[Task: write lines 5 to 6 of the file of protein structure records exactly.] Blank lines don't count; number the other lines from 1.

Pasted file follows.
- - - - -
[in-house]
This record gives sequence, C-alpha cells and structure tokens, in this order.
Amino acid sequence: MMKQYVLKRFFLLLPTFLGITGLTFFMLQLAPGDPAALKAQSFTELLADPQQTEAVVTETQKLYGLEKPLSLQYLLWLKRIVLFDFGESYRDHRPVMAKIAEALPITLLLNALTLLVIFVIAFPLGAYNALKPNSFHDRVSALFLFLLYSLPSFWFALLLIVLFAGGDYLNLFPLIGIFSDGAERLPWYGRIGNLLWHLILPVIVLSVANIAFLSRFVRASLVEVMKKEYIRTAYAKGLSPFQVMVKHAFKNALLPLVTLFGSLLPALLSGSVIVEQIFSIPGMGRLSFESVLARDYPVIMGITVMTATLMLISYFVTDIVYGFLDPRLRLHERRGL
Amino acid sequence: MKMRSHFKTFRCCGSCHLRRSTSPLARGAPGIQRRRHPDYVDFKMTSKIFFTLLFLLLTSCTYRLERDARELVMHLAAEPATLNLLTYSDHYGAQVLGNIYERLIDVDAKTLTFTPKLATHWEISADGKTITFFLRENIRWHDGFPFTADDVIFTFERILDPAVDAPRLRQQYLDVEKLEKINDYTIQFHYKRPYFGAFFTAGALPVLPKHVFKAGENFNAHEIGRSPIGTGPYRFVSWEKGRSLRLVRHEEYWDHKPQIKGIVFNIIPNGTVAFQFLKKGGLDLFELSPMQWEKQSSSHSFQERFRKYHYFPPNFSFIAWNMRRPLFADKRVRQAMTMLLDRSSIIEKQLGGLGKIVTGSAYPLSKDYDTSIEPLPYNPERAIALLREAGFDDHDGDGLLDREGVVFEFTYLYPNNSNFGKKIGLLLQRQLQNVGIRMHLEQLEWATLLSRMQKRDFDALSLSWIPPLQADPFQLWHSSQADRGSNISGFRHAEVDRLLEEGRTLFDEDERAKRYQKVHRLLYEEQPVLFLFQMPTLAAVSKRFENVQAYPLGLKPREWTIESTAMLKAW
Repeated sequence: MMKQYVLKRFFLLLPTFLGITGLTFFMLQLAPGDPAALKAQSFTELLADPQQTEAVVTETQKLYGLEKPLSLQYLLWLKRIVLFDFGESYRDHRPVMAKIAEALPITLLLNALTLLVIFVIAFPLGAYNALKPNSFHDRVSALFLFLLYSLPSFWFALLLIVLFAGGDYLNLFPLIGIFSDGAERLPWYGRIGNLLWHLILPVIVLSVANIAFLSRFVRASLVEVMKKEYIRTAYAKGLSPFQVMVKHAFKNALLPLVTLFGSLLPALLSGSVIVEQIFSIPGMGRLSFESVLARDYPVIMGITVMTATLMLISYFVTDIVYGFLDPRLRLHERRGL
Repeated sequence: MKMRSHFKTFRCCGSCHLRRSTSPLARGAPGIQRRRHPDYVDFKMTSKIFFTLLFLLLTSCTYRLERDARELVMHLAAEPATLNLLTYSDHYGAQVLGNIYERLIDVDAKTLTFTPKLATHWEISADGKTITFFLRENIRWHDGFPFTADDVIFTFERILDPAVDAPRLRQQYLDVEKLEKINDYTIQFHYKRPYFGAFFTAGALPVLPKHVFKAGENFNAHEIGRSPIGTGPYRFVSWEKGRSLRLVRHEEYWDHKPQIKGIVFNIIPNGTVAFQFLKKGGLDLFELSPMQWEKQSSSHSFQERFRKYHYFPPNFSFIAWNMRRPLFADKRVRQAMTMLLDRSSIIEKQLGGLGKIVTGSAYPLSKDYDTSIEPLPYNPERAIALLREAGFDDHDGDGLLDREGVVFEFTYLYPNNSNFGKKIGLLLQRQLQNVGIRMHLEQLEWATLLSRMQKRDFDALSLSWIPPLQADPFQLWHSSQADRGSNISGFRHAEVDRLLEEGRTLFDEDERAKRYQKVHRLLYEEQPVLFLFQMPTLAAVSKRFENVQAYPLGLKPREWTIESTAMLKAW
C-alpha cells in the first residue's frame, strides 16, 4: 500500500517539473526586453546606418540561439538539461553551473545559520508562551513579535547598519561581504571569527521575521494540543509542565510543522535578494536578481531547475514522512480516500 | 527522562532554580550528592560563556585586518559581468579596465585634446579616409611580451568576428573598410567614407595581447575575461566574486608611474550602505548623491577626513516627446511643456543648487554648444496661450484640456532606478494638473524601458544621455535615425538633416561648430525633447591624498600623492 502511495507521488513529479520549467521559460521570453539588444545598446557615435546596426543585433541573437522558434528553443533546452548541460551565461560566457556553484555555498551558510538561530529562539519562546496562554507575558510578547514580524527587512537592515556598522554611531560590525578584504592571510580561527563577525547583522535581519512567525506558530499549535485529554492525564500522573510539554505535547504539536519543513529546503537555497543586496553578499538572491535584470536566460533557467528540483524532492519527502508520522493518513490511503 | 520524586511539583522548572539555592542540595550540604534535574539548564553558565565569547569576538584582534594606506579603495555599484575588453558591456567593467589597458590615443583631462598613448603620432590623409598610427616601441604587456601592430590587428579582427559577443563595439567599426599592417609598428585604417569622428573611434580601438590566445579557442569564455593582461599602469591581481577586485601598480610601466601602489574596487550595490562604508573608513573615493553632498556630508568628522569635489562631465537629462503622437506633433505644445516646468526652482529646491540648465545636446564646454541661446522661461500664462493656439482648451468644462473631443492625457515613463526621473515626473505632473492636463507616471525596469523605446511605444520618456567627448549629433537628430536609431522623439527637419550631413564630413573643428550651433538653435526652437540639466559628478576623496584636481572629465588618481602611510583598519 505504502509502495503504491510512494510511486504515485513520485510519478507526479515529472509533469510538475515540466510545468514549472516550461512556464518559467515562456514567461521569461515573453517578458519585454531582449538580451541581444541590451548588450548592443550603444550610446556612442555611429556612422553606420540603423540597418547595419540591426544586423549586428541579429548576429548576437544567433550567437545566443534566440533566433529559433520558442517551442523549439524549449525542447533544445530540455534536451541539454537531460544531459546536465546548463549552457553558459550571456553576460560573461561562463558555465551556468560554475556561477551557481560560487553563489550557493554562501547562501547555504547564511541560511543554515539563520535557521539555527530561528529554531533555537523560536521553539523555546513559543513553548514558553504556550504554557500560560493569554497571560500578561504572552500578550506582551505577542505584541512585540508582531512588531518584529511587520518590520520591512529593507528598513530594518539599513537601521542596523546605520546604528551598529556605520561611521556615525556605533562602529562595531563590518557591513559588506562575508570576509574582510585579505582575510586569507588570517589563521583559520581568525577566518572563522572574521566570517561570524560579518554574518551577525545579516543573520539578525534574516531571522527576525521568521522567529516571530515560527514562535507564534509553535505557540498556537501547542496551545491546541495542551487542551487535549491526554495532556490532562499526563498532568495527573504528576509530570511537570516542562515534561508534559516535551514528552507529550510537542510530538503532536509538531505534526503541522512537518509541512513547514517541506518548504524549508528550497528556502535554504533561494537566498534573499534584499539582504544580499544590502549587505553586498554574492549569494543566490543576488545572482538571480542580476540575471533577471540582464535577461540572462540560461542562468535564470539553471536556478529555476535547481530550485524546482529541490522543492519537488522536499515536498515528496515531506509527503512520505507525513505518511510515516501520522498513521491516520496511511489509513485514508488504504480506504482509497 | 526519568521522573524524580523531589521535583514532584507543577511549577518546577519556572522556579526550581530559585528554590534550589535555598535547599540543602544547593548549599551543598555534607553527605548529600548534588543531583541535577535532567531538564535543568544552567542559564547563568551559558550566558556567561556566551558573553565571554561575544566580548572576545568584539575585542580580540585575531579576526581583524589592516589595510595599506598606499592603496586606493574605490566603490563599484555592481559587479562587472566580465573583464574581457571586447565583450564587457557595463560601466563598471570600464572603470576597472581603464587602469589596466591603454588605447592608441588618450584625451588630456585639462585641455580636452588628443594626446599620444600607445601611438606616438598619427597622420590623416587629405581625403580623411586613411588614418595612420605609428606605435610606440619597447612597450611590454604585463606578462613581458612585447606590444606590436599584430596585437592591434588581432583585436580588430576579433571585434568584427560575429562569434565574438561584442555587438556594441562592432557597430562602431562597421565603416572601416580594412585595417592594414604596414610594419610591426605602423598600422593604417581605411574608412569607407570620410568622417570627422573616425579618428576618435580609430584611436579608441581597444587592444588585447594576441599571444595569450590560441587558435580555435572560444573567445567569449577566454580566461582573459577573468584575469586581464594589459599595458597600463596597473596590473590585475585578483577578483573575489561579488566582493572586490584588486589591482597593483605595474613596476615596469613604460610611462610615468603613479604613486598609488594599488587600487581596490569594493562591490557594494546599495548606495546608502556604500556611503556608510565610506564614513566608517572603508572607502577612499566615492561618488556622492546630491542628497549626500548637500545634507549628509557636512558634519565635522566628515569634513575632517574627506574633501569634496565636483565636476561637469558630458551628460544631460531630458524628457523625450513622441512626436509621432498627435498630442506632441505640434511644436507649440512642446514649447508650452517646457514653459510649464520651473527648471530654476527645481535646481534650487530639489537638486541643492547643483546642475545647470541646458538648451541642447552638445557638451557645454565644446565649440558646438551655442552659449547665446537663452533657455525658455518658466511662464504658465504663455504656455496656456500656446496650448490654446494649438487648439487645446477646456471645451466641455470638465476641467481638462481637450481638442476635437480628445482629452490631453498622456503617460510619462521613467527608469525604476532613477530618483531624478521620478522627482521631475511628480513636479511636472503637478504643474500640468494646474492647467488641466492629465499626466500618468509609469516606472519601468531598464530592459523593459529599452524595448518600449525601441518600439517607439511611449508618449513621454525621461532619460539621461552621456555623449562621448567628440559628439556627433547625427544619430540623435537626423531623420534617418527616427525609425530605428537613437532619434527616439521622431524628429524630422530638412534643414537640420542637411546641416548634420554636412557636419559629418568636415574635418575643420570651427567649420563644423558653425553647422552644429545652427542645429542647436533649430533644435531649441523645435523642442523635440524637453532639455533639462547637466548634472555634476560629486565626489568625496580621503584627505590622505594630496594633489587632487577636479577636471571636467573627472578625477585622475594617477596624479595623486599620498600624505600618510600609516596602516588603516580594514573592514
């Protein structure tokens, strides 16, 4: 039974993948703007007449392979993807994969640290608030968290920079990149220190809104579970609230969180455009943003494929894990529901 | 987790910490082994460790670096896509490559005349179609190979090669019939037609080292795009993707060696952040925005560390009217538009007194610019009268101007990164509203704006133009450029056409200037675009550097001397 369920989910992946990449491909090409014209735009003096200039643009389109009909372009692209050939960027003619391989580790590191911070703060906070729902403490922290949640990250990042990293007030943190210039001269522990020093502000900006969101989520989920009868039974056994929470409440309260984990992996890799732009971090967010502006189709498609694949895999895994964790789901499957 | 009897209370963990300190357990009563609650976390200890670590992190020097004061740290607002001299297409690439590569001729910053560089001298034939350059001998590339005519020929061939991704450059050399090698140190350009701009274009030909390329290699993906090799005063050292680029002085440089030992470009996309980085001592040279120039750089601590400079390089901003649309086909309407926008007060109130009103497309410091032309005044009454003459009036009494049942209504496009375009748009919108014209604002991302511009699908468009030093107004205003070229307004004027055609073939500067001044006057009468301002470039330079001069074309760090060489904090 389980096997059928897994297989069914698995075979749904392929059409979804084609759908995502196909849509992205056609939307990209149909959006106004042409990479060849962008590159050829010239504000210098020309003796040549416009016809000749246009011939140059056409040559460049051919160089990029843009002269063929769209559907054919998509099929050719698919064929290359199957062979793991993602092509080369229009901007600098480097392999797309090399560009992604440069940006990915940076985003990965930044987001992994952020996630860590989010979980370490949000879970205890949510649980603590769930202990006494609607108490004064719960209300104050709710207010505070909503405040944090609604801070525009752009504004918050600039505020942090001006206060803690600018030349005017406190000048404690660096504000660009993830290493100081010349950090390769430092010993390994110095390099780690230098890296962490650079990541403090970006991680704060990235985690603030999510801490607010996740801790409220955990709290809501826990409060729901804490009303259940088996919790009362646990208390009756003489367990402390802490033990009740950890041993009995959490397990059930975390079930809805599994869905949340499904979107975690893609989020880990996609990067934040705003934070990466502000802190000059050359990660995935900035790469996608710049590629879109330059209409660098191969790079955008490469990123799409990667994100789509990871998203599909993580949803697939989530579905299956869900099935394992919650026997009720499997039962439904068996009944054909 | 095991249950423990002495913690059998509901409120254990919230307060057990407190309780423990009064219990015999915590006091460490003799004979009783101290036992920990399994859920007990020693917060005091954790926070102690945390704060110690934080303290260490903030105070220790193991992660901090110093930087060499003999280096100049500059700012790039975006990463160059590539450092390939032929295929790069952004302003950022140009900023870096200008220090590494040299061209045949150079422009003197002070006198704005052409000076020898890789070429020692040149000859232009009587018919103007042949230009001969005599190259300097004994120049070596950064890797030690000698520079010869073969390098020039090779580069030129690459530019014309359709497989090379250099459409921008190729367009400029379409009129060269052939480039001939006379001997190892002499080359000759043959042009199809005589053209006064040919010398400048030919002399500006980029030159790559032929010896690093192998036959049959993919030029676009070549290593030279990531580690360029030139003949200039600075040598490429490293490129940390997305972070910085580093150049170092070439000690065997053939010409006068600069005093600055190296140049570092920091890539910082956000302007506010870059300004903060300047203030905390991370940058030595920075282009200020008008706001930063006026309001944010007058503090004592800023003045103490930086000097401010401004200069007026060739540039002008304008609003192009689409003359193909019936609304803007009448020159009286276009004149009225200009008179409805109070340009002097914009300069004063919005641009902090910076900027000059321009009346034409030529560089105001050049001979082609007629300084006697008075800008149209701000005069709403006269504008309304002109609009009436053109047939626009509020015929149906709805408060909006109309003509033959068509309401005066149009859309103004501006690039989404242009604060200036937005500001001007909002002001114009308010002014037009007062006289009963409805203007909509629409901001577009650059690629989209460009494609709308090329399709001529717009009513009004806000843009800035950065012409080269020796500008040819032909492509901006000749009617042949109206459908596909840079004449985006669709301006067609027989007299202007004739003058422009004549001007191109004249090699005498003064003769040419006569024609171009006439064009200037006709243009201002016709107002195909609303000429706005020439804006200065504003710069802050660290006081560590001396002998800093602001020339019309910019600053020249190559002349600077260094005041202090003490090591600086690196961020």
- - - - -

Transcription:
Repeated sequence: MMKQYVLKRFFLLLPTFLGITGLTFFMLQLAPGDPAALKAQSFTELLADPQQTEAVVTETQKLYGLEKPLSLQYLLWLKRIVLFDFGESYRDHRPVMAKIAEALPITLLLNALTLLVIFVIAFPLGAYNALKPNSFHDRVSALFLFLLYSLPSFWFALLLIVLFAGGDYLNLFPLIGIFSDGAERLPWYGRIGNLLWHLILPVIVLSVANIAFLSRFVRASLVEVMKKEYIRTAYAKGLSPFQVMVKHAFKNALLPLVTLFGSLLPALLSGSVIVEQIFSIPGMGRLSFESVLARDYPVIMGITVMTATLMLISYFVTDIVYGFLDPRLRLHERRGL
Repeated sequence: MKMRSHFKTFRCCGSCHLRRSTSPLARGAPGIQRRRHPDYVDFKMTSKIFFTLLFLLLTSCTYRLERDARELVMHLAAEPATLNLLTYSDHYGAQVLGNIYERLIDVDAKTLTFTPKLATHWEISADGKTITFFLRENIRWHDGFPFTADDVIFTFERILDPAVDAPRLRQQYLDVEKLEKINDYTIQFHYKRPYFGAFFTAGALPVLPKHVFKAGENFNAHEIGRSPIGTGPYRFVSWEKGRSLRLVRHEEYWDHKPQIKGIVFNIIPNGTVAFQFLKKGGLDLFELSPMQWEKQSSSHSFQERFRKYHYFPPNFSFIAWNMRRPLFADKRVRQAMTMLLDRSSIIEKQLGGLGKIVTGSAYPLSKDYDTSIEPLPYNPERAIALLREAGFDDHDGDGLLDREGVVFEFTYLYPNNSNFGKKIGLLLQRQLQNVGIRMHLEQLEWATLLSRMQKRDFDALSLSWIPPLQADPFQLWHSSQADRGSNISGFRHAEVDRLLEEGRTLFDEDERAKRYQKVHRLLYEEQPVLFLFQMPTLAAVSKRFENVQAYPLGLKPREWTIESTAMLKAW